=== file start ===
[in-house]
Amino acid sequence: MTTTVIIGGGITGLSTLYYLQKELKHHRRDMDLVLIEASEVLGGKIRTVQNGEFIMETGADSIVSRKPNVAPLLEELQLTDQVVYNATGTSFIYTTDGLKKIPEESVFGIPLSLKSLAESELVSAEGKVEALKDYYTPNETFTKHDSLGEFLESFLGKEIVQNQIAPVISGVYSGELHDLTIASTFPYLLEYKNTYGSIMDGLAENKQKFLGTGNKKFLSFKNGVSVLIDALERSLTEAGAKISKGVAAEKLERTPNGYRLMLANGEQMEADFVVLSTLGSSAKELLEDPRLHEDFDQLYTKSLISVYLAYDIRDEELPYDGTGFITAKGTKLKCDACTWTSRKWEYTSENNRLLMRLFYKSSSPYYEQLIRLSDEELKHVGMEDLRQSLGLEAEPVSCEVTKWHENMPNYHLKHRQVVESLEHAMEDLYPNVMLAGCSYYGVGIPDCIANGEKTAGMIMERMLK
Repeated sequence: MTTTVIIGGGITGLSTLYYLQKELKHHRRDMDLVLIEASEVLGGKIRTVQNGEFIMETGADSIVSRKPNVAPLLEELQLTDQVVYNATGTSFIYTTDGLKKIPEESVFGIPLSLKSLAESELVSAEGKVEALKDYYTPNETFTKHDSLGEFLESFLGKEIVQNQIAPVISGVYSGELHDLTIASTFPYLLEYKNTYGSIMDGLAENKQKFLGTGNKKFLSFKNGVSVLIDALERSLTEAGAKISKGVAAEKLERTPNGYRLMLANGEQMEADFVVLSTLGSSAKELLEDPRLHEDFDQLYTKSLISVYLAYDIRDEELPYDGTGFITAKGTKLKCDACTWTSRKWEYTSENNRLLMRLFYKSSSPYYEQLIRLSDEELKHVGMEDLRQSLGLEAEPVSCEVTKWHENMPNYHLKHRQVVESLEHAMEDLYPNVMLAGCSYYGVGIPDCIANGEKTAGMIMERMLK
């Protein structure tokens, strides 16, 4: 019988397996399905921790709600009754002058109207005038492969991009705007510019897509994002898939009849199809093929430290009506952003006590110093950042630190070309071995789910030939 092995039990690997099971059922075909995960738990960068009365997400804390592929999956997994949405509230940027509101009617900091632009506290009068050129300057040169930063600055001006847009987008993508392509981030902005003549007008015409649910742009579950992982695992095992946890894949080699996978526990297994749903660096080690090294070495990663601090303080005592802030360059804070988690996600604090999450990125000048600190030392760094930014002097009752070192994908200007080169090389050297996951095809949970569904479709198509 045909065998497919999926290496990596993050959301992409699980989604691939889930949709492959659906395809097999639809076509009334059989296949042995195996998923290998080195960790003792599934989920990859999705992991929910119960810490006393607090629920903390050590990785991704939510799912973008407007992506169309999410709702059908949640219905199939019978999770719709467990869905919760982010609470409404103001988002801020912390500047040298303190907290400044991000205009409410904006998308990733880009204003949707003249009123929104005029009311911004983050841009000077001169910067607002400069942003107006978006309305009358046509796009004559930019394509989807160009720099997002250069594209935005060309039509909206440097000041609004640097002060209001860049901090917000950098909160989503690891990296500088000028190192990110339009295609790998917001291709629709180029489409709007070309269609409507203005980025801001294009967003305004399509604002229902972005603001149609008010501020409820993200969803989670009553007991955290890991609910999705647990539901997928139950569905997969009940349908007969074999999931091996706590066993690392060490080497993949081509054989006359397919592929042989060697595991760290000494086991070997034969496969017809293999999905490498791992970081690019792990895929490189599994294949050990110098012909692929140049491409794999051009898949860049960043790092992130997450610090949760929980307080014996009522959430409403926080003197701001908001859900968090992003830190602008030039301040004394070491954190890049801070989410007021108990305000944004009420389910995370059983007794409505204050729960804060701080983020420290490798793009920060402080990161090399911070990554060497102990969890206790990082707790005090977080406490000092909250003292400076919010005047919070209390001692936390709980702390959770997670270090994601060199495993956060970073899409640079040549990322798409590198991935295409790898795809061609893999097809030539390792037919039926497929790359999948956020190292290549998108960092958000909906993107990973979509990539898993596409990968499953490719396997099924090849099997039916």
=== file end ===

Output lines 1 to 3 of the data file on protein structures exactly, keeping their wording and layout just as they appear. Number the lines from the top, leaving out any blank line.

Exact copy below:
[in-house]
Amino acid sequence: MTTTVIIGGGITGLSTLYYLQKELKHHRRDMDLVLIEASEVLGGKIRTVQNGEFIMETGADSIVSRKPNVAPLLEELQLTDQVVYNATGTSFIYTTDGLKKIPEESVFGIPLSLKSLAESELVSAEGKVEALKDYYTPNETFTKHDSLGEFLESFLGKEIVQNQIAPVISGVYSGELHDLTIASTFPYLLEYKNTYGSIMDGLAENKQKFLGTGNKKFLSFKNGVSVLIDALERSLTEAGAKISKGVAAEKLERTPNGYRLMLANGEQMEADFVVLSTLGSSAKELLEDPRLHEDFDQLYTKSLISVYLAYDIRDEELPYDGTGFITAKGTKLKCDACTWTSRKWEYTSENNRLLMRLFYKSSSPYYEQLIRLSDEELKHVGMEDLRQSLGLEAEPVSCEVTKWHENMPNYHLKHRQVVESLEHAMEDLYPNVMLAGCSYYGVGIPDCIANGEKTAGMIMERMLK
Repeated sequence: MTTTVIIGGGITGLSTLYYLQKELKHHRRDMDLVLIEASEVLGGKIRTVQNGEFIMETGADSIVSRKPNVAPLLEELQLTDQVVYNATGTSFIYTTDGLKKIPEESVFGIPLSLKSLAESELVSAEGKVEALKDYYTPNETFTKHDSLGEFLESFLGKEIVQNQIAPVISGVYSGELHDLTIASTFPYLLEYKNTYGSIMDGLAENKQKFLGTGNKKFLSFKNGVSVLIDALERSLTEAGAKISKGVAAEKLERTPNGYRLMLANGEQMEADFVVLSTLGSSAKELLEDPRLHEDFDQLYTKSLISVYLAYDIRDEELPYDGTGFITAKGTKLKCDACTWTSRKWEYTSENNRLLMRLFYKSSSPYYEQLIRLSDEELKHVGMEDLRQSLGLEAEPVSCEVTKWHENMPNYHLKHRQVVESLEHAMEDLYPNVMLAGCSYYGVGIPDCIANGEKTAGMIMERMLK